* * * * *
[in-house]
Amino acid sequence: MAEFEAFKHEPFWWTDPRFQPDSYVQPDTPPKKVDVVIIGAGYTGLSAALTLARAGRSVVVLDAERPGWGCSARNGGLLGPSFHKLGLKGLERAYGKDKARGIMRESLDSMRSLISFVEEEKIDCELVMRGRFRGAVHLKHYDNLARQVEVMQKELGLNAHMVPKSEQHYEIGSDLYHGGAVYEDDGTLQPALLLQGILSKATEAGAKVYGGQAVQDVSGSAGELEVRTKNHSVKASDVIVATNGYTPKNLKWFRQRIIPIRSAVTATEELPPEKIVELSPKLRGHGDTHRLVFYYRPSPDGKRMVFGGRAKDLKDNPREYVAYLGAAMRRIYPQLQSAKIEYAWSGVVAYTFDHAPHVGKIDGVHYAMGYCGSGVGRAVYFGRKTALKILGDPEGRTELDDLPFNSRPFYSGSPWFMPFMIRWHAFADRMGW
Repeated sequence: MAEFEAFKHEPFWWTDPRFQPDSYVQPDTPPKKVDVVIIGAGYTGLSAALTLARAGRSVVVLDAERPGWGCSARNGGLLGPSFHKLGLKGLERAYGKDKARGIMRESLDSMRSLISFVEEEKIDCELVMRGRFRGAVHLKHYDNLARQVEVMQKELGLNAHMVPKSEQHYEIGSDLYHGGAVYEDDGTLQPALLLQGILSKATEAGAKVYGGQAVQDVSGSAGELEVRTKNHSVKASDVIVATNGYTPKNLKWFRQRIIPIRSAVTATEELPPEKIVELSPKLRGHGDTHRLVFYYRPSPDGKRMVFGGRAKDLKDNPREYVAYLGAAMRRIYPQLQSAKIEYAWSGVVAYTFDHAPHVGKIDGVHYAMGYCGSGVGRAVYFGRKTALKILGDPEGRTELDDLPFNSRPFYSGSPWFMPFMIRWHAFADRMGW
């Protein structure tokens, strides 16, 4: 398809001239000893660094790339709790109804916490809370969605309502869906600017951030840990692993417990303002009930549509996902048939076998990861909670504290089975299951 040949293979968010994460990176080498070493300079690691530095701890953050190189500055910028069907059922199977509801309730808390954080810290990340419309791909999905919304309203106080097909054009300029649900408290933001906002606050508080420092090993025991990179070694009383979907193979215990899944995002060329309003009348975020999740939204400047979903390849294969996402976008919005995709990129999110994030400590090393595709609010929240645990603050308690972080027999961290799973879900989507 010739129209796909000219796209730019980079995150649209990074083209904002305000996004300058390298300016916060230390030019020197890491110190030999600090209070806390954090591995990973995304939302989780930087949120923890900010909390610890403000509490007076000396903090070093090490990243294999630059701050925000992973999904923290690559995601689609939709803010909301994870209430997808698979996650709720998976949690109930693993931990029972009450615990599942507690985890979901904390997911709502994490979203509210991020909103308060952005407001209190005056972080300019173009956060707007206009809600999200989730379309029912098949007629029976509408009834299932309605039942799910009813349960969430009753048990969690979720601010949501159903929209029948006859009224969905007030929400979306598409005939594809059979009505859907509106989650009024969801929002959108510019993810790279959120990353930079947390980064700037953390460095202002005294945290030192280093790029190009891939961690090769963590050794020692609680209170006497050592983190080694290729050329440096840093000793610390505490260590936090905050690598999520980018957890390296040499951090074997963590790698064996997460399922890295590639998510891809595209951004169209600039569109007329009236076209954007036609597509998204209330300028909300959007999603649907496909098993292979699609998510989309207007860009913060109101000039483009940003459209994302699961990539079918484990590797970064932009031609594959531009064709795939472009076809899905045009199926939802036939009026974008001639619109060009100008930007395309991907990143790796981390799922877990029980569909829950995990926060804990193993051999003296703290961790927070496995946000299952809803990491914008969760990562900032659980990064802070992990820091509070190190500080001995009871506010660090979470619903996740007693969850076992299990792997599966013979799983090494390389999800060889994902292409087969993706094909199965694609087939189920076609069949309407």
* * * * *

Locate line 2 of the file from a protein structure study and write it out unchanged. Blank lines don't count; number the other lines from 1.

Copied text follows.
Amino acid sequence: MAEFEAFKHEPFWWTDPRFQPDSYVQPDTPPKKVDVVIIGAGYTGLSAALTLARAGRSVVVLDAERPGWGCSARNGGLLGPSFHKLGLKGLERAYGKDKARGIMRESLDSMRSLISFVEEEKIDCELVMRGRFRGAVHLKHYDNLARQVEVMQKELGLNAHMVPKSEQHYEIGSDLYHGGAVYEDDGTLQPALLLQGILSKATEAGAKVYGGQAVQDVSGSAGELEVRTKNHSVKASDVIVATNGYTPKNLKWFRQRIIPIRSAVTATEELPPEKIVELSPKLRGHGDTHRLVFYYRPSPDGKRMVFGGRAKDLKDNPREYVAYLGAAMRRIYPQLQSAKIEYAWSGVVAYTFDHAPHVGKIDGVHYAMGYCGSGVGRAVYFGRKTALKILGDPEGRTELDDLPFNSRPFYSGSPWFMPFMIRWHAFADRMGW